·       Library Visits: Make regular trips to the library a tradition. Allow children to explore and choose books they're interested in. This not only promotes reading but also introduces them to the joy of discovering new stories.

·       Reading Picnics: On a nice day, take books outside and have a reading picnic in the park or backyard. Bring blankets, snacks, and a selection of books to enjoy together in a relaxed outdoor setting.

·       Book Swaps or Book Exchanges: Organize a book swap with friends or neighbors where children can exchange books they've finished reading for new ones. This encourages sharing and introduces them to different types of books.

·       Reading Challenges: Create reading challenges or goals together as a family. Set rewards or incentives for reaching certain milestones, such as reading a certain number of books or exploring books from different genres.

·       Storytelling Nights: Occasionally, instead of reading from a book, take turns creating and telling stories together as a family. This encourages creativity and imagination while building storytelling skills.

·       Create a Reading Nook: Designate a cozy corner or a special area in the house as a reading nook. Fill it with comfortable seating, pillows, and shelves stocked with books. Make it inviting and conducive to reading.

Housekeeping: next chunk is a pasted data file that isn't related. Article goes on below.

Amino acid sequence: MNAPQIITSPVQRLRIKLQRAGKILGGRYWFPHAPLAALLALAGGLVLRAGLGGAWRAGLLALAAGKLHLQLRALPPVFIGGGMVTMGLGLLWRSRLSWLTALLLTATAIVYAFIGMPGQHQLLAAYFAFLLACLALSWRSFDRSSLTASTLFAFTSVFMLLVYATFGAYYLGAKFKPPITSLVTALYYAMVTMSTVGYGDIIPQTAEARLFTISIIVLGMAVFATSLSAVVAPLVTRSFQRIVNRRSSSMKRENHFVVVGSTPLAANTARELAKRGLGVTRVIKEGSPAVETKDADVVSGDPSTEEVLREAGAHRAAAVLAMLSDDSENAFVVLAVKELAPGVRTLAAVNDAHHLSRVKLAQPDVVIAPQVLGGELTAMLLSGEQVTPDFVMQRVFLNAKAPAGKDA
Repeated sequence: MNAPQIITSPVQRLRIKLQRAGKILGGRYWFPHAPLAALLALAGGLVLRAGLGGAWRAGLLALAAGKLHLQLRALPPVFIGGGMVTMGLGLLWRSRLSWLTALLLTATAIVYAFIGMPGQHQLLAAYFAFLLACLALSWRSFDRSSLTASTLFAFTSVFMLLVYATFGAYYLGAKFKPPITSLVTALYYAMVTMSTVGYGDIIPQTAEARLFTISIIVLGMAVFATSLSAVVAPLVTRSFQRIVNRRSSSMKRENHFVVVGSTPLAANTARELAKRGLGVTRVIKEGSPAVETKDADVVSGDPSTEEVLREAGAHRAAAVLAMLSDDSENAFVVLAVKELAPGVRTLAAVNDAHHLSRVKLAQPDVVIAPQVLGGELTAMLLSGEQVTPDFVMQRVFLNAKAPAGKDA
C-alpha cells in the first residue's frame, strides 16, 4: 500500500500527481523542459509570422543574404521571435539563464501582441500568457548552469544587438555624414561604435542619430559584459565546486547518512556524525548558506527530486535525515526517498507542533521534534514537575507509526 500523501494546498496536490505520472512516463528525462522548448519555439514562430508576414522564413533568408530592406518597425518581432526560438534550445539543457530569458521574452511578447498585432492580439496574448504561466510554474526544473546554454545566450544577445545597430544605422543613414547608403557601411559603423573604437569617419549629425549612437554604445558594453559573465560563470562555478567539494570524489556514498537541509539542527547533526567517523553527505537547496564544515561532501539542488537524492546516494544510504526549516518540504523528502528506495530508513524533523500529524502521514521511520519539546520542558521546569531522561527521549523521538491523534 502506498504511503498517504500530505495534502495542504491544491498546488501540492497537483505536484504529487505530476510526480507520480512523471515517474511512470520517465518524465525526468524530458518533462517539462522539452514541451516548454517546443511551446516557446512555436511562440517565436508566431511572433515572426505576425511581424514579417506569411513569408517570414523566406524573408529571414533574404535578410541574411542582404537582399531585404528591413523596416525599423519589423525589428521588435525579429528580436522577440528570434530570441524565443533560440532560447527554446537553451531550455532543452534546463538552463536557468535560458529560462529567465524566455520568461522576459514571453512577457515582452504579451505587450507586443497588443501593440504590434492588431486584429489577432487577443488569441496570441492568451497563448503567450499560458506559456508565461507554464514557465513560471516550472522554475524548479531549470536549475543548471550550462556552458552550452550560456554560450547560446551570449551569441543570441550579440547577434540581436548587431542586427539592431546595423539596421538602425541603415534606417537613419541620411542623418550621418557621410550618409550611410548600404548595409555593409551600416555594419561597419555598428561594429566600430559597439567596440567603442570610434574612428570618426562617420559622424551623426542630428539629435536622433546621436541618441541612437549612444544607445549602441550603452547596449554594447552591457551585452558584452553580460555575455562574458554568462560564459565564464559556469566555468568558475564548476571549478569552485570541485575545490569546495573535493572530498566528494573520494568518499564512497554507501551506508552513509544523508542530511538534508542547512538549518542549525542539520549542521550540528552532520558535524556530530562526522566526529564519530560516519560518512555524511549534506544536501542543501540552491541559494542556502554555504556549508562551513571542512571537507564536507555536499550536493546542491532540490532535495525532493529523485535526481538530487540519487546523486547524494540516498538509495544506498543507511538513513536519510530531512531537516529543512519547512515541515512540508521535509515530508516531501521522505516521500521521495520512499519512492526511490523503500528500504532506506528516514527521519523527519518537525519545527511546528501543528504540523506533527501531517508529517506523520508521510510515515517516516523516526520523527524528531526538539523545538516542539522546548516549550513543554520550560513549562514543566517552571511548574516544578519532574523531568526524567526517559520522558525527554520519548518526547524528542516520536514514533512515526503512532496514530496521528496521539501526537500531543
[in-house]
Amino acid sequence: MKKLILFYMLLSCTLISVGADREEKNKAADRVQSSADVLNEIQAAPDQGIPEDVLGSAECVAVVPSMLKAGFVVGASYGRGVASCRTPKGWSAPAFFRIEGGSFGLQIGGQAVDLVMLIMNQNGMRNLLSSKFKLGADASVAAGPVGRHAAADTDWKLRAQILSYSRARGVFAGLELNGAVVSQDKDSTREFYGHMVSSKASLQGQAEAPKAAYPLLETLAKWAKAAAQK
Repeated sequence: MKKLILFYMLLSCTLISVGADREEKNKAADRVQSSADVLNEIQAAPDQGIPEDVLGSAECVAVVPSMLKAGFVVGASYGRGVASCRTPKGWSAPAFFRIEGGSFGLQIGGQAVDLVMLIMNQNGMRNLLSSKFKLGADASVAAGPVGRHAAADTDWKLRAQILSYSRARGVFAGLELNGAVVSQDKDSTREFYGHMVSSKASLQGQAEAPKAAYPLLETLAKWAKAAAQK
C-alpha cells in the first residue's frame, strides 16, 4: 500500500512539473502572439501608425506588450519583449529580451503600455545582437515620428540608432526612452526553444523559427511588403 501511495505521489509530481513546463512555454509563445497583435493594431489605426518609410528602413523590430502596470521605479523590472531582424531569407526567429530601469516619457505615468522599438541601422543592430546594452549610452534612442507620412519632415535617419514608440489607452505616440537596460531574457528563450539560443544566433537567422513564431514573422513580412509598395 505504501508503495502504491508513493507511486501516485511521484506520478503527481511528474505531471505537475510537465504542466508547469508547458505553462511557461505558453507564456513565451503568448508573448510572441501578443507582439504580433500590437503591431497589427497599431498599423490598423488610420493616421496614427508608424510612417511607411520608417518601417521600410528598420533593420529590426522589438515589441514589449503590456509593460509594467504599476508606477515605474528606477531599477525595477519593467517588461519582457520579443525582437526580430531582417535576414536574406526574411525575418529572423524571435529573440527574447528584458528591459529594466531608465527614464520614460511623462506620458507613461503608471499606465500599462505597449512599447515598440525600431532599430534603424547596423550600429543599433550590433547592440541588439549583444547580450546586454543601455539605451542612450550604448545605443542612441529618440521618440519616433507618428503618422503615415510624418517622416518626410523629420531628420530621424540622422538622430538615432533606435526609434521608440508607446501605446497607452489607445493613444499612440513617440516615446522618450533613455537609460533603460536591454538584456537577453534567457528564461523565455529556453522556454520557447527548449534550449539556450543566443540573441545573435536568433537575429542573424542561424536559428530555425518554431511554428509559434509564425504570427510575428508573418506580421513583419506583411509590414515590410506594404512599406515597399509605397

·       Literary Traditions: Incorporate traditions around favorite books or holidays. For example, read a specific book every year on a child's birthday or during a certain holiday season to create lasting memories associated with reading.

·       Book Discussions: After reading a book together, have discussions about the characters, themes, and events. Ask open-ended questions to encourage critical thinking and a deeper understanding of the story.

Choosing the right book and exploring stories with your children can transform family reading time into a magical experience.


Choosing the right book and exploring stories with your children can transform family reading time into a magical experience. Remember, the goal is to instill a love for reading that will last a lifetime. So, dive into the world of books, explore different genres, and most importantly, enjoy this special time with your kids.